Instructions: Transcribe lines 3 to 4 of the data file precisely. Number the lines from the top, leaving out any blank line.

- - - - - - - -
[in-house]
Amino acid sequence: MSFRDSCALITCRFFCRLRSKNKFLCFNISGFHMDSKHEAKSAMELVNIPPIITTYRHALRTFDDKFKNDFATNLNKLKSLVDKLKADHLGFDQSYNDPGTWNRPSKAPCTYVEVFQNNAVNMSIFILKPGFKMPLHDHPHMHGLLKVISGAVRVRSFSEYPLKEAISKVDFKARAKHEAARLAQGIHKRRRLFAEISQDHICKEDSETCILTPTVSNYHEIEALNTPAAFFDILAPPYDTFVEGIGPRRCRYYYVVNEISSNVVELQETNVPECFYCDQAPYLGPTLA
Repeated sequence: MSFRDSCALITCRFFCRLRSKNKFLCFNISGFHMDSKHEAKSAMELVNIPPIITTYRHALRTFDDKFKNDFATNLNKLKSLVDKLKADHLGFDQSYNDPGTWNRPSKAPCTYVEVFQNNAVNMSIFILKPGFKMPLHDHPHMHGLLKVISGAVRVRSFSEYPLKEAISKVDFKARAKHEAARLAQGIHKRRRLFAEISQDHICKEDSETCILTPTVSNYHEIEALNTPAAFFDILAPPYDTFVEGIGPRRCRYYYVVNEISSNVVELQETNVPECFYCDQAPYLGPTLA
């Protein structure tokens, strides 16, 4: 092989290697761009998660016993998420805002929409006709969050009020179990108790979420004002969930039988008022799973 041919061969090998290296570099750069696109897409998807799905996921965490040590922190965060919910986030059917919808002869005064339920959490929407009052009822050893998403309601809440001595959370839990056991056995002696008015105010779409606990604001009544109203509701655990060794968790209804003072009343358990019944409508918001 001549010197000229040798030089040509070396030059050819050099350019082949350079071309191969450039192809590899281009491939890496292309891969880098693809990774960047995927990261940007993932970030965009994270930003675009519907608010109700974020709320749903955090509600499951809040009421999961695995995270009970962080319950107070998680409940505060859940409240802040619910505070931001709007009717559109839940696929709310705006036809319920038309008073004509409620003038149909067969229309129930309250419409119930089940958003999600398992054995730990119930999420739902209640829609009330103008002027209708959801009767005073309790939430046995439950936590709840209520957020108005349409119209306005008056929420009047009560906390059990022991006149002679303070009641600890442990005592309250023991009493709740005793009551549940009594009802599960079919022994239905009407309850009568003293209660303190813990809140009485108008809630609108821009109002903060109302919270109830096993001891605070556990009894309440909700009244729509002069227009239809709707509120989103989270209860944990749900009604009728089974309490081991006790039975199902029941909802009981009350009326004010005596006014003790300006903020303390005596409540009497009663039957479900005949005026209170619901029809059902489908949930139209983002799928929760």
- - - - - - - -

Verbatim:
Repeated sequence: MSFRDSCALITCRFFCRLRSKNKFLCFNISGFHMDSKHEAKSAMELVNIPPIITTYRHALRTFDDKFKNDFATNLNKLKSLVDKLKADHLGFDQSYNDPGTWNRPSKAPCTYVEVFQNNAVNMSIFILKPGFKMPLHDHPHMHGLLKVISGAVRVRSFSEYPLKEAISKVDFKARAKHEAARLAQGIHKRRRLFAEISQDHICKEDSETCILTPTVSNYHEIEALNTPAAFFDILAPPYDTFVEGIGPRRCRYYYVVNEISSNVVELQETNVPECFYCDQAPYLGPTLA
């Protein structure tokens, strides 16, 4: 092989290697761009998660016993998420805002929409006709969050009020179990108790979420004002969930039988008022799973 041919061969090998290296570099750069696109897409998807799905996921965490040590922190965060919910986030059917919808002869005064339920959490929407009052009822050893998403309601809440001595959370839990056991056995002696008015105010779409606990604001009544109203509701655990060794968790209804003072009343358990019944409508918001 001549010197000229040798030089040509070396030059050819050099350019082949350079071309191969450039192809590899281009491939890496292309891969880098693809990774960047995927990261940007993932970030965009994270930003675009519907608010109700974020709320749903955090509600499951809040009421999961695995995270009970962080319950107070998680409940505060859940409240802040619910505070931001709007009717559109839940696929709310705006036809319920038309008073004509409620003038149909067969229309129930309250419409119930089940958003999600398992054995730990119930999420739902209640829609009330103008002027209708959801009767005073309790939430046995439950936590709840209520957020108005349409119209306005008056929420009047009560906390059990022991006149002679303070009641600890442990005592309250023991009493709740005793009551549940009594009802599960079919022994239905009407309850009568003293209660303190813990809140009485108008809630609108821009109002903060109302919270109830096993001891605070556990009894309440909700009244729509002069227009239809709707509120989103989270209860944990749900009604009728089974309490081991006790039975199902029941909802009981009350009326004010005596006014003790300006903020303390005596409540009497009663039957479900005949005026209170619901029809059902489908949930139209983002799928929760």